I find it hard to convince myself that it has been a year since I picked up my very first camera. I will always be grateful to him for urging me to actually step into the field and not just dream. I clicked several pictures of food, went places, tried different recipes for “Food For Joy” and enjoyed each and every moment of blogging not knowing what is in store for me.
It has been an obviously fruitful journey and honestly speaking, it is only because of you my dear readers. It is not a blog if it doesn’t involve audience. You all have made most of the things possible for me. I can’t thank you enough for being a part of my virtual kitchen and walking hand in hand with me through my stories and recipes. I appreciate your thoughts, feedback and comments. Interacting with readers is an integral part of a blog and you have really helped me learn so much. Thank you :)
The travel bug bites us every time and there is always an opportunity for us to just sprint away to a beautiful location. After visiting Kundadri and the temple, we settled at Udupi at my father’s place for three days where I cooked, relaxed, feasted my eyes watching the heavy downpours, roamed around the streets of Udupi and the temple square. The three days went by quickly, as expected.
We packed up again on a Sunday to move back to Shimoga. The thought of travelling on that day was alarming. Rains were being too generous and refused to calm down. On the flip side it was a nice journey. As I always love travelling through the swirling Western Ghats (Agumbe) admiring nature’s extraordinary glamor.
The day we left to Shimoga we visited Mandagadde which is a bird sanctuary close to Shimoga, an island on the Tungabhadra river. You’ll find this place on the way in between Shimoga and Udupi. Three breeds of birds viz. Snake Bird, Egret and the Little Cormonant flock here. These can be seen only between the months of May and October.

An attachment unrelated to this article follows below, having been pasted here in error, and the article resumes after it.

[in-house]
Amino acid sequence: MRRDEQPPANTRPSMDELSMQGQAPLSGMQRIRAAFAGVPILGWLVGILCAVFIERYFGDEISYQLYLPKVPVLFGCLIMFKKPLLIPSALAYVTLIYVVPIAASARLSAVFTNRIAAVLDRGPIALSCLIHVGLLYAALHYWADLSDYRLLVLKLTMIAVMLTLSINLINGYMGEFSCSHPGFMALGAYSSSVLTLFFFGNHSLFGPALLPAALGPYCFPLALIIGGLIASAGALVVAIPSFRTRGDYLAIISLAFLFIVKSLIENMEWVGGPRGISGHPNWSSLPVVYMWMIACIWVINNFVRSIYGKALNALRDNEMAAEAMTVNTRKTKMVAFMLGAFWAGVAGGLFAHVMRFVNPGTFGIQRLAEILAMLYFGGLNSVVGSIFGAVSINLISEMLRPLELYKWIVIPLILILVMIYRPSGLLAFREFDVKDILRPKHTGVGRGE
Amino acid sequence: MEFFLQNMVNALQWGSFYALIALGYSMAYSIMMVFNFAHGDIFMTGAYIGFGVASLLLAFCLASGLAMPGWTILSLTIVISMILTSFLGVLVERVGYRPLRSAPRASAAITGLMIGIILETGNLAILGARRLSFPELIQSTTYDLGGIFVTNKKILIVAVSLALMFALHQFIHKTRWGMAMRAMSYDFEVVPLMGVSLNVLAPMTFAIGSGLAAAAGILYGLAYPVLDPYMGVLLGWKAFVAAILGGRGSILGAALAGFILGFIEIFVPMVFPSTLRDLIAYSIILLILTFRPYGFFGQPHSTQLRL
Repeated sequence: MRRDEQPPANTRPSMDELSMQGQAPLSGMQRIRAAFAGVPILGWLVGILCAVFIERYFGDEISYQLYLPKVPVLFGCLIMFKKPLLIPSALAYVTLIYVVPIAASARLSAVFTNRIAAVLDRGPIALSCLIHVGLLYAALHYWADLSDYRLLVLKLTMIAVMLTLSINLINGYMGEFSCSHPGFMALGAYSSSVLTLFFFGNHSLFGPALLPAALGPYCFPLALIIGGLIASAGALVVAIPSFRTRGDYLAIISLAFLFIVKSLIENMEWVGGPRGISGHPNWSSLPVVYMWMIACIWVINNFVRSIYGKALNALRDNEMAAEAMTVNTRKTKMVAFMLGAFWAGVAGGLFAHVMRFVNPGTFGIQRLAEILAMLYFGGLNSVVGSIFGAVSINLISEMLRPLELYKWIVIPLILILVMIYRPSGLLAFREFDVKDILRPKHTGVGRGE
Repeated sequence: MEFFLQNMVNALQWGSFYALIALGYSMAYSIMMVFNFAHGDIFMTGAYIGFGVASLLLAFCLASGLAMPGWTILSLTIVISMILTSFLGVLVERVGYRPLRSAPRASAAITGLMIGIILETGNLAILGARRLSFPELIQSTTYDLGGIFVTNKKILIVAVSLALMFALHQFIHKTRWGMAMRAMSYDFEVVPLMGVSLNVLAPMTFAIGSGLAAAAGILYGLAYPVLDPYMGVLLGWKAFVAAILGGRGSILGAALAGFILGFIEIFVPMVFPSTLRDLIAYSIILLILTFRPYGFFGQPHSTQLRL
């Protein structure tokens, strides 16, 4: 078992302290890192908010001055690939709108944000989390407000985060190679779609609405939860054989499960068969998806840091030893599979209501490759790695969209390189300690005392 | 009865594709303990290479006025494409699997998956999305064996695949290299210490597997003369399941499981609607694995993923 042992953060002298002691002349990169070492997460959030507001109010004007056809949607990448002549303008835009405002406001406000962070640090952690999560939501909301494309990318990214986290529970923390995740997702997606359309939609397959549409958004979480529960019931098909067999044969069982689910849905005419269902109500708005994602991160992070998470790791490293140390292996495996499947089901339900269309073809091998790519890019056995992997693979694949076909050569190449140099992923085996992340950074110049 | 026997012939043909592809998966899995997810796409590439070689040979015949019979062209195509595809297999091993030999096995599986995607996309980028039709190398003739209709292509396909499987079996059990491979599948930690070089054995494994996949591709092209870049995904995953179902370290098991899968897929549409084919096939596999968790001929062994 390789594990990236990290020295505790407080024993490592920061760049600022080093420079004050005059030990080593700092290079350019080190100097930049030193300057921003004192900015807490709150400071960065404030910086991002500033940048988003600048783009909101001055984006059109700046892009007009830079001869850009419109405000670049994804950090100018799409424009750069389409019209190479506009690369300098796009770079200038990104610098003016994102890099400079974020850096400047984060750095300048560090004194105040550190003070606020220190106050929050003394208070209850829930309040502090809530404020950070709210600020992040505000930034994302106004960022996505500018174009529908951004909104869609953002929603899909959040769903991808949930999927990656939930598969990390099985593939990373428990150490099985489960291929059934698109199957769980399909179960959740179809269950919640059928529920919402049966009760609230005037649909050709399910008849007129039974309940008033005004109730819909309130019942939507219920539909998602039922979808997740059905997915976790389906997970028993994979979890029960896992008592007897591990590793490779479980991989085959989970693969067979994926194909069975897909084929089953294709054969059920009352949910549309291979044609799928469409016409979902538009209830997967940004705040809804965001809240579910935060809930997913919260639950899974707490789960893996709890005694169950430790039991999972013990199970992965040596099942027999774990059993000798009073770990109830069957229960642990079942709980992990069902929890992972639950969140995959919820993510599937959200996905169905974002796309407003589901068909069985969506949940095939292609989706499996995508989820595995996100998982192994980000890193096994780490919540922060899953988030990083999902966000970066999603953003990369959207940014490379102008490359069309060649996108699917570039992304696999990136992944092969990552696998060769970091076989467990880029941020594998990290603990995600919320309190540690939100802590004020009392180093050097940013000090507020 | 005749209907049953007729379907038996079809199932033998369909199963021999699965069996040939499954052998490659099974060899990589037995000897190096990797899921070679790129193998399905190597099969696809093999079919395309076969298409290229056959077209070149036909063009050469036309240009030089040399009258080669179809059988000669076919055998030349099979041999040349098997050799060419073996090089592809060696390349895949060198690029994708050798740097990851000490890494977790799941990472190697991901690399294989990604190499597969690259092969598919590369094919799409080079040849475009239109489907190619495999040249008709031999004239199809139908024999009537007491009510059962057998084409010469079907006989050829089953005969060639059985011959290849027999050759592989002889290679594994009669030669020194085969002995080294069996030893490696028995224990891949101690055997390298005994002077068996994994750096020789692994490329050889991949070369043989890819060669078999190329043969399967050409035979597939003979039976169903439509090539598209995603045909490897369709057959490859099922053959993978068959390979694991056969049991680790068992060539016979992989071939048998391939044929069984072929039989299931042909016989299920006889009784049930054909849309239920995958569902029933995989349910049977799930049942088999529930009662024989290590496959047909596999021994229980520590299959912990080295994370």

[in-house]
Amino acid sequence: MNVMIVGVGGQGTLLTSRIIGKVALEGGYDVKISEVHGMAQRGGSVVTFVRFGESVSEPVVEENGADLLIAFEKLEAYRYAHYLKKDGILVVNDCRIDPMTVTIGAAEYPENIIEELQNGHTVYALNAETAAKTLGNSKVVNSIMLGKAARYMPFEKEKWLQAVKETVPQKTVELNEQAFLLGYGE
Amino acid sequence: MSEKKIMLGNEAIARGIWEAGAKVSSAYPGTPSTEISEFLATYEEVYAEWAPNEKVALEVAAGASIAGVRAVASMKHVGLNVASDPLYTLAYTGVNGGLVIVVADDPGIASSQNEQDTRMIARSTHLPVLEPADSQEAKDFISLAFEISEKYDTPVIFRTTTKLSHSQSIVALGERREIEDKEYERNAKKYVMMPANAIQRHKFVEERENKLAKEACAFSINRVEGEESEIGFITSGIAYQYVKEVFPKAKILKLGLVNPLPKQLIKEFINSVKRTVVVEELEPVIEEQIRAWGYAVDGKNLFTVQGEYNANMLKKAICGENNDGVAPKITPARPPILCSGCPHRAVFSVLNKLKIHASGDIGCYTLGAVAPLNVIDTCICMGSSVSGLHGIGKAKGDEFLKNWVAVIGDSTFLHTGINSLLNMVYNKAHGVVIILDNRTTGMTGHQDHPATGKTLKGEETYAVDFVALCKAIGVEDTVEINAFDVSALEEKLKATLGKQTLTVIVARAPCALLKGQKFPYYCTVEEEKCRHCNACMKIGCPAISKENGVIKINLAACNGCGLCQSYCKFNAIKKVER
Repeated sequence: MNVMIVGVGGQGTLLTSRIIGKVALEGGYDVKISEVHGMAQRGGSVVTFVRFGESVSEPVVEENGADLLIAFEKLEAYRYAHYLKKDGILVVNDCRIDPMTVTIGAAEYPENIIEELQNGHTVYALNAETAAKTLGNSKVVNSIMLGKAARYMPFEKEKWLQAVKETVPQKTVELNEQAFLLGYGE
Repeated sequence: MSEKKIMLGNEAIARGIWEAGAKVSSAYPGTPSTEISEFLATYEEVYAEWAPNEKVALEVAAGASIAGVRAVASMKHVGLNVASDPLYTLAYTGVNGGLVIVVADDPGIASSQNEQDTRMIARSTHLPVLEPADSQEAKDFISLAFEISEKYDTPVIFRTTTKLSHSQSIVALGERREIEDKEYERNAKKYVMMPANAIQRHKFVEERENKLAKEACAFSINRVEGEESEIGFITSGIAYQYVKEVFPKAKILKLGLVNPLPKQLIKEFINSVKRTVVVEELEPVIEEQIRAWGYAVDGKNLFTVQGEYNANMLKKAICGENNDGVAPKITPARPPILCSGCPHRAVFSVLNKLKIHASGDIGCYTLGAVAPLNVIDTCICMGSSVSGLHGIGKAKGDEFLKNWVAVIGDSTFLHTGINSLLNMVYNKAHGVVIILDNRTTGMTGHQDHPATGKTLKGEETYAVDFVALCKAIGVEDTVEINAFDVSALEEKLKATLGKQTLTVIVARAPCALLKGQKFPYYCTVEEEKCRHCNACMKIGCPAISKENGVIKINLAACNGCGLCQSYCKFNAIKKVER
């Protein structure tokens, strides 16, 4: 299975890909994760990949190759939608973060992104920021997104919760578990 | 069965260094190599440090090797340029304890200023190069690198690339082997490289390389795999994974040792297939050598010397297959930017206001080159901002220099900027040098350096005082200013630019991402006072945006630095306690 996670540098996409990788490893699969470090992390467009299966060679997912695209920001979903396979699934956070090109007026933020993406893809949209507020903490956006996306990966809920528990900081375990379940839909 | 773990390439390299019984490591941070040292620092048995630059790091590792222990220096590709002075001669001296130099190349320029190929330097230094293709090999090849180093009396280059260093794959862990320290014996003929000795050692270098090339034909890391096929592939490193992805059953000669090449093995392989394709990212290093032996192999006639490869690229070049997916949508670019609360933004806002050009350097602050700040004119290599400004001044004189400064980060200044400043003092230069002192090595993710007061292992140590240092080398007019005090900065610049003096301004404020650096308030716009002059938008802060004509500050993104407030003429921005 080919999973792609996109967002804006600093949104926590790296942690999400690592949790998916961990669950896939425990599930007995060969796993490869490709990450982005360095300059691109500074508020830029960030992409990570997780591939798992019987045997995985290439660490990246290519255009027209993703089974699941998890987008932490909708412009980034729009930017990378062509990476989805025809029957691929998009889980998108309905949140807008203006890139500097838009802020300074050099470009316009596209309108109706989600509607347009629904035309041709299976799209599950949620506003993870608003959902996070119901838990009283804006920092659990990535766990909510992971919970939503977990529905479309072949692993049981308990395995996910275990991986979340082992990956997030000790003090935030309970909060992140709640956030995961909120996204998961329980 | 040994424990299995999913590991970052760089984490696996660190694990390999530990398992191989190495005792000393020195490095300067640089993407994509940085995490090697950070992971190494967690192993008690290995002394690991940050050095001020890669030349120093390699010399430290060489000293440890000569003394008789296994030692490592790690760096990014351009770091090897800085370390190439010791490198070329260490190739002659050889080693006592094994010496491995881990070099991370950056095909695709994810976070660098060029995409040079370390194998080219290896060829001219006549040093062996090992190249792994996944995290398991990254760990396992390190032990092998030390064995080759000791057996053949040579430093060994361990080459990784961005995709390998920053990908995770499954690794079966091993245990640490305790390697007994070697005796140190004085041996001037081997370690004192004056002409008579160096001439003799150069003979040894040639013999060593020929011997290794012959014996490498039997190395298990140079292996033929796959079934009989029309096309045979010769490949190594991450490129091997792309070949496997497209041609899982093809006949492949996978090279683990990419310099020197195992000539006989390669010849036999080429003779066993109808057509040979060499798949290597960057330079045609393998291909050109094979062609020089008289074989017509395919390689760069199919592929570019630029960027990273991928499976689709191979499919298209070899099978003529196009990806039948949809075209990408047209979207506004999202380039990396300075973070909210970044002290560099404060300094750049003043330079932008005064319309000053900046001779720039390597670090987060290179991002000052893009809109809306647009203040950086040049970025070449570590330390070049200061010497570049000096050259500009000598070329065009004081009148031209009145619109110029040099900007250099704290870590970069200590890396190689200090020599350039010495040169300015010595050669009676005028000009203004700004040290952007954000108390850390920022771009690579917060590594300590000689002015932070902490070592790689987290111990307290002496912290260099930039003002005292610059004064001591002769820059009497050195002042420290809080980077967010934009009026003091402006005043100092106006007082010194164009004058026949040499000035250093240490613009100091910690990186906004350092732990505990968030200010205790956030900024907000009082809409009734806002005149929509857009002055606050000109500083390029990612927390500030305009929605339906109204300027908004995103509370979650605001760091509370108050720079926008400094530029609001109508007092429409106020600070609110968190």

Every year carries the same story. This place is flooded with rainwater making a tough task for the birds to tackle. The roads were just cleared from the heavy floods when we had just made our travel plans. The water level of Tungabhadra climbs the roads every year making this roadway a no-entry zone for a few days.
Amidst the many obstacles, travellers stop by this place and move on to the banks of the river to do some bird watching. Mine being just a point and shoot camera, I could barely get clear pictures of birds that were far far away and they looked like tiny white dots. I did attempt to capture a few of them though.
One can just relax, spend some quiet time, introspecting and breathing fresh air. After all the admiration and bird watching we realized it was too cold and our noses were freezing. We spotted a very small canteen and by the look of it, we felt it was a homely one. The owner of the canteen cooks and serves too. It was warm and cosy and the owner made some very good tea for us.